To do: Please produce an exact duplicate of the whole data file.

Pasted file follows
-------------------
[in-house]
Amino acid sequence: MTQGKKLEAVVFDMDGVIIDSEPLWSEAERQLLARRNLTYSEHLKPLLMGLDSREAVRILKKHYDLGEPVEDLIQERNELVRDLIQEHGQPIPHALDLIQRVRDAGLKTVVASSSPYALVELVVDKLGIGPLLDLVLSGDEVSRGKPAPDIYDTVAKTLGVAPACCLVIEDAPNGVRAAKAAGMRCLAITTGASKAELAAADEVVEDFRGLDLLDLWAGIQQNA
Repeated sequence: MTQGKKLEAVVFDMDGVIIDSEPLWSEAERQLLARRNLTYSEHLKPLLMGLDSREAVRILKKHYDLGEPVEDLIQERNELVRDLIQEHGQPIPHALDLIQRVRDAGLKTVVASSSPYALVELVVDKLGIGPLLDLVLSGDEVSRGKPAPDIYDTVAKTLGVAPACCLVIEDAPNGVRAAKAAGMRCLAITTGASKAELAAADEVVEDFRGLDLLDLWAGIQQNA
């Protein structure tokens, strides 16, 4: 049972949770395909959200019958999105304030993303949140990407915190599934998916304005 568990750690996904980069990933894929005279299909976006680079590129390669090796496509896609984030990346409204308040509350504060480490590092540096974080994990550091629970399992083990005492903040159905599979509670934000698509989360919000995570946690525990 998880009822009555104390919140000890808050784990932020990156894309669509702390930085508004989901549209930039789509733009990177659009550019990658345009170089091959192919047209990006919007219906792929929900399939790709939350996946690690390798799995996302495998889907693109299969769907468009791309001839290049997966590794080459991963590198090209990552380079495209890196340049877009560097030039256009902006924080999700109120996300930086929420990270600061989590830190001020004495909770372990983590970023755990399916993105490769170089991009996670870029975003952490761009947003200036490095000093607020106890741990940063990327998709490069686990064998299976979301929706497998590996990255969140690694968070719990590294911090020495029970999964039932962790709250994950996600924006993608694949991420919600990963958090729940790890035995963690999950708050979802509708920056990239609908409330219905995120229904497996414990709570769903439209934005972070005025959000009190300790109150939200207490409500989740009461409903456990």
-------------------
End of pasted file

[in-house]
Amino acid sequence: MTQGKKLEAVVFDMDGVIIDSEPLWSEAERQLLARRNLTYSEHLKPLLMGLDSREAVRILKKHYDLGEPVEDLIQERNELVRDLIQEHGQPIPHALDLIQRVRDAGLKTVVASSSPYALVELVVDKLGIGPLLDLVLSGDEVSRGKPAPDIYDTVAKTLGVAPACCLVIEDAPNGVRAAKAAGMRCLAITTGASKAELAAADEVVEDFRGLDLLDLWAGIQQNA
Repeated sequence: MTQGKKLEAVVFDMDGVIIDSEPLWSEAERQLLARRNLTYSEHLKPLLMGLDSREAVRILKKHYDLGEPVEDLIQERNELVRDLIQEHGQPIPHALDLIQRVRDAGLKTVVASSSPYALVELVVDKLGIGPLLDLVLSGDEVSRGKPAPDIYDTVAKTLGVAPACCLVIEDAPNGVRAAKAAGMRCLAITTGASKAELAAADEVVEDFRGLDLLDLWAGIQQNA
């Protein structure tokens, strides 16, 4: 049972949770395909959200019958999105304030993303949140990407915190599934998916304005 568990750690996904980069990933894929005279299909976006680079590129390669090796496509896609984030990346409204308040509350504060480490590092540096974080994990550091629970399992083990005492903040159905599979509670934000698509989360919000995570946690525990 998880009822009555104390919140000890808050784990932020990156894309669509702390930085508004989901549209930039789509733009990177659009550019990658345009170089091959192919047209990006919007219906792929929900399939790709939350996946690690390798799995996302495998889907693109299969769907468009791309001839290049997966590794080459991963590198090209990552380079495209890196340049877009560097030039256009902006924080999700109120996300930086929420990270600061989590830190001020004495909770372990983590970023755990399916993105490769170089991009996670870029975003952490761009947003200036490095000093607020106890741990940063990327998709490069686990064998299976979301929706497998590996990255969140690694968070719990590294911090020495029970999964039932962790709250994950996600924006993608694949991420919600990963958090729940790890035995963690999950708050979802509708920056990239609908409330219905995120229904497996414990709570769903439209934005972070005025959000009190300790109150939200207490409500989740009461409903456990």